It is rare for James Bond to pass up a martini. But on a visit to Japan in 1967, in “You Only Live Twice”, he opts for sake—served at 98.4°F (36.9°C). “For a European, you are exceptionally cultivated,” enthuses Tiger Tanaka, a Japanese spymaster. Mr Tanaka is a suave, Suntory-sipping spook who runs a ninja school in a remote castle, and helps Mr Bond storm the bad guy’s volcano lair.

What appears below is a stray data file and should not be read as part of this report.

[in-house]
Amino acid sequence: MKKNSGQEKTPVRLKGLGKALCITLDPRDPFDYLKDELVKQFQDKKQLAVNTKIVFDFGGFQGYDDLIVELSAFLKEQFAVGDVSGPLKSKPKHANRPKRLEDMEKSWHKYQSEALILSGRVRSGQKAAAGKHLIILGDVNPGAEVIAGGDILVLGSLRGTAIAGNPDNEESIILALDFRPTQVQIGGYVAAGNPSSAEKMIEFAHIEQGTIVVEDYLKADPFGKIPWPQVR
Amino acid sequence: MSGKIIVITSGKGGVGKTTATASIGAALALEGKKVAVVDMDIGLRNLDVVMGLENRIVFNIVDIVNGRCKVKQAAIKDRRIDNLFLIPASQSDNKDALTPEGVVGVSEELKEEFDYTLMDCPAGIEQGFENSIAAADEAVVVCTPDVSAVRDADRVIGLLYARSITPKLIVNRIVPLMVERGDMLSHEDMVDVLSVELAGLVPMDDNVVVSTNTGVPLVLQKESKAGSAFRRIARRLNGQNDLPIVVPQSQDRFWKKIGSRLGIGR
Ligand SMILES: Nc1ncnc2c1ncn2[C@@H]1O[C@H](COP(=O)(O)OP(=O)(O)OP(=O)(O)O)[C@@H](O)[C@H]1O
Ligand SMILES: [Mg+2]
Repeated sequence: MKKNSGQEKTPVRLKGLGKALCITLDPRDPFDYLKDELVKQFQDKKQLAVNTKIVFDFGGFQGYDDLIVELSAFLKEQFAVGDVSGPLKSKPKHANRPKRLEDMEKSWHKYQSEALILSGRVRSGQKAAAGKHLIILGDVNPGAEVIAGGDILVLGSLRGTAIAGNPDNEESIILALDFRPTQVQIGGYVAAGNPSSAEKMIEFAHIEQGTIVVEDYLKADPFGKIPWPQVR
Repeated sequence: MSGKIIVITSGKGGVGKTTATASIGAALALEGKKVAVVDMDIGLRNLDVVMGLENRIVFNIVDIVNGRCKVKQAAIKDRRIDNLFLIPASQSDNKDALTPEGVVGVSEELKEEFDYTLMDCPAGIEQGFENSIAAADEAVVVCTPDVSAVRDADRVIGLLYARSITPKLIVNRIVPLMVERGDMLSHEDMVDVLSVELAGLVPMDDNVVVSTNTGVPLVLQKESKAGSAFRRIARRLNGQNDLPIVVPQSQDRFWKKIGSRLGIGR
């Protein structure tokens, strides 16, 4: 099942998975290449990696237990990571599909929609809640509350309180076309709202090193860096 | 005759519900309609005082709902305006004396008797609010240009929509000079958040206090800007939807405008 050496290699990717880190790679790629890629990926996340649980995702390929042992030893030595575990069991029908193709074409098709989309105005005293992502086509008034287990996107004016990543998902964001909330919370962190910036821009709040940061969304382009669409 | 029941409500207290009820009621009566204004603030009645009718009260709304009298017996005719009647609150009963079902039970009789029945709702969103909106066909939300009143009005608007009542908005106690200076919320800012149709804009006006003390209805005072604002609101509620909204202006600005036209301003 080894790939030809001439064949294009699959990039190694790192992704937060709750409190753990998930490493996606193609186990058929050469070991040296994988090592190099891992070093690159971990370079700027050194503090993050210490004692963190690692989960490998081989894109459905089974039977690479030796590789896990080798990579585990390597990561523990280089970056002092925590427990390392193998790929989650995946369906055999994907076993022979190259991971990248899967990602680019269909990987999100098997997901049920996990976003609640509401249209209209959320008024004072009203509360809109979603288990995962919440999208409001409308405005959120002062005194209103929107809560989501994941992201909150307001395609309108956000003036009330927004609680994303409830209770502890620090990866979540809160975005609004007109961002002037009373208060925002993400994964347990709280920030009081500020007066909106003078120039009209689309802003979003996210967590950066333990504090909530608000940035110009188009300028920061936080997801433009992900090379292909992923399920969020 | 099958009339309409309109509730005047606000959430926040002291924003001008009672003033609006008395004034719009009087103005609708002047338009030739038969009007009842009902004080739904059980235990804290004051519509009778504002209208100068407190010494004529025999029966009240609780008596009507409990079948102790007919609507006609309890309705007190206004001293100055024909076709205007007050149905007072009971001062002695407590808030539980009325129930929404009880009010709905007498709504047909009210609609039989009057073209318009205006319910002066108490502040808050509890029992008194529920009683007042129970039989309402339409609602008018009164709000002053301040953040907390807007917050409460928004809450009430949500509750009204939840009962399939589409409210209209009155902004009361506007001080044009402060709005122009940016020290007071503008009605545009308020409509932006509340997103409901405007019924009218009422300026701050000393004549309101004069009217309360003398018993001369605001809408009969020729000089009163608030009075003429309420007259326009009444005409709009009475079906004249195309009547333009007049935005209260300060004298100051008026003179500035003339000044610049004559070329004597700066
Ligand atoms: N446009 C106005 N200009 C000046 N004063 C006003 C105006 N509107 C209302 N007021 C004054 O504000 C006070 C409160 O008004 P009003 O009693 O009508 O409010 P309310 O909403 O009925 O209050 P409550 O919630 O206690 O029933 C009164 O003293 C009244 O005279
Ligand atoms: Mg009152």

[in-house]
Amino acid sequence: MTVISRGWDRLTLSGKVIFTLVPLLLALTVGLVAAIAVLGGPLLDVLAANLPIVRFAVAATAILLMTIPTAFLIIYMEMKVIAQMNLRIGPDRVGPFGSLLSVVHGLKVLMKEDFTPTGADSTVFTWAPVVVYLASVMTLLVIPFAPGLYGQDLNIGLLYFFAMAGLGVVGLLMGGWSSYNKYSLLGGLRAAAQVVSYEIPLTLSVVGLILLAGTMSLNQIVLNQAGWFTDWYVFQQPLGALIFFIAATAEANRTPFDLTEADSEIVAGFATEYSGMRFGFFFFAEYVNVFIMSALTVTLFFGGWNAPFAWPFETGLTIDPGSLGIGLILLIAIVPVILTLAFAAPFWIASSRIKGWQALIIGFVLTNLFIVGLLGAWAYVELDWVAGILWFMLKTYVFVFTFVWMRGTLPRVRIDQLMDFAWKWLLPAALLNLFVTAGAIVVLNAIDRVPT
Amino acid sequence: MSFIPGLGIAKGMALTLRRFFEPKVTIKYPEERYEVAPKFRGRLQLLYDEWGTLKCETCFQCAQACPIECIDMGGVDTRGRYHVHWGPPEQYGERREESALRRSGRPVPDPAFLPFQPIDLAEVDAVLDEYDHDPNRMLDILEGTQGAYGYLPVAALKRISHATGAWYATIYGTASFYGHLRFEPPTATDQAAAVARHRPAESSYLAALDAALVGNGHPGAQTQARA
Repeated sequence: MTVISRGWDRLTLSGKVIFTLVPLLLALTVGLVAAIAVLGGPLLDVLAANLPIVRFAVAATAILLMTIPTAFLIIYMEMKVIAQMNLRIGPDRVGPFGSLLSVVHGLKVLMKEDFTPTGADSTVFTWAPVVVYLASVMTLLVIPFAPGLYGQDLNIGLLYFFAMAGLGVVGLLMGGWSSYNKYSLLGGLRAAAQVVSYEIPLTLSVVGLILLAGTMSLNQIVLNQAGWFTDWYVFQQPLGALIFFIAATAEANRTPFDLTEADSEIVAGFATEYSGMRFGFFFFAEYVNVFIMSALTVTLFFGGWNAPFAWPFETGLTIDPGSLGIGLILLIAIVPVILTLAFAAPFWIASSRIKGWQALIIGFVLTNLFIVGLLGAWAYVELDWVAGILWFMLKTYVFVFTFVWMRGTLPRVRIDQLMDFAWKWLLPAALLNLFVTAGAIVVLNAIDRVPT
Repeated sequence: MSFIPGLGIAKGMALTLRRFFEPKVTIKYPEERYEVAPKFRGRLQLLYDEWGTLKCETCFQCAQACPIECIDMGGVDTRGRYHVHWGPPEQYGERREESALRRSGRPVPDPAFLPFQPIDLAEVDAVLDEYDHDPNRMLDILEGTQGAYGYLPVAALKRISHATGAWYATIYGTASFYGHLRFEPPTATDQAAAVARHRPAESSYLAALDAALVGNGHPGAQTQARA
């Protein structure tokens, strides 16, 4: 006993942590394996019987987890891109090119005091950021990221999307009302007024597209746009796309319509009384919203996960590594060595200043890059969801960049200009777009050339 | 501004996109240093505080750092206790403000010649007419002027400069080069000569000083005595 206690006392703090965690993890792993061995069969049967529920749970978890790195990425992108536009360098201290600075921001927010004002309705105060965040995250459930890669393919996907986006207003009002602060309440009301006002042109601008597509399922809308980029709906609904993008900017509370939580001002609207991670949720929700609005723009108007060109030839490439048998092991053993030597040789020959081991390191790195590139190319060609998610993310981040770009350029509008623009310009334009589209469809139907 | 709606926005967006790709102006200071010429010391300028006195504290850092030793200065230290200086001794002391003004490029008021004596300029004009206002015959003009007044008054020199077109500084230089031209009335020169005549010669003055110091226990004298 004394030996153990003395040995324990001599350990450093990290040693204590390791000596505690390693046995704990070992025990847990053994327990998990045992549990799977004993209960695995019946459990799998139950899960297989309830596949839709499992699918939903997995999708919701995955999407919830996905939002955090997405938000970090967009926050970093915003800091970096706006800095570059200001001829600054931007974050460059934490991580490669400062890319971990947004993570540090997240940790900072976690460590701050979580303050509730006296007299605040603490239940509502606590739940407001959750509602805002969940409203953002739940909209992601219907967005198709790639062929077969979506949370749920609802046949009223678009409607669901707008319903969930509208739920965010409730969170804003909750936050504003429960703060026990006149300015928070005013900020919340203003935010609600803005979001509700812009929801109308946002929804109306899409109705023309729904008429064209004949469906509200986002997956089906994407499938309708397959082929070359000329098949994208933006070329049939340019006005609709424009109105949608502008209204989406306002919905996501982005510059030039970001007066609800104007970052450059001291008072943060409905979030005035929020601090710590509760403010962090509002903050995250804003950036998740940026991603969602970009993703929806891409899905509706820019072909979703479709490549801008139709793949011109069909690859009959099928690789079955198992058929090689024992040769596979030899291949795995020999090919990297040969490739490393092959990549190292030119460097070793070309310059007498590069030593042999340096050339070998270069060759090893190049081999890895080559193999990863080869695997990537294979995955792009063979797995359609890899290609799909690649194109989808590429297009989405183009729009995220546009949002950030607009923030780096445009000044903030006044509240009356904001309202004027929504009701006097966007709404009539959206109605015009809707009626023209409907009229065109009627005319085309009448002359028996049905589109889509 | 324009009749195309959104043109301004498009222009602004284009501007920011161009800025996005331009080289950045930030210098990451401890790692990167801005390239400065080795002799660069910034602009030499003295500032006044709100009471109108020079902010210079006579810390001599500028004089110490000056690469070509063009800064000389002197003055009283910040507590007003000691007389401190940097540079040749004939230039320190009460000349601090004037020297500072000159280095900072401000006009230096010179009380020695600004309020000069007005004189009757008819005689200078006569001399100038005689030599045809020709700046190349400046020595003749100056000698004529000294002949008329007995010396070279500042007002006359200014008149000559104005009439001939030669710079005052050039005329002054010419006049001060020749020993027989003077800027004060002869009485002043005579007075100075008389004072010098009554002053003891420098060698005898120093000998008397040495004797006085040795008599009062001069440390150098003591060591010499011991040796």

In reality, Mr Tanaka would scarcely have a licence to snoop, let alone kill. When Banyan asked a former American intelligence official for his judgment on Japan’s spies, the answer was simple: “pretty woeful”. In a new book—“Special Duty: A History of the Japanese Intelligence Community”—Richard Samuels, a professor at mit, explains why that is so.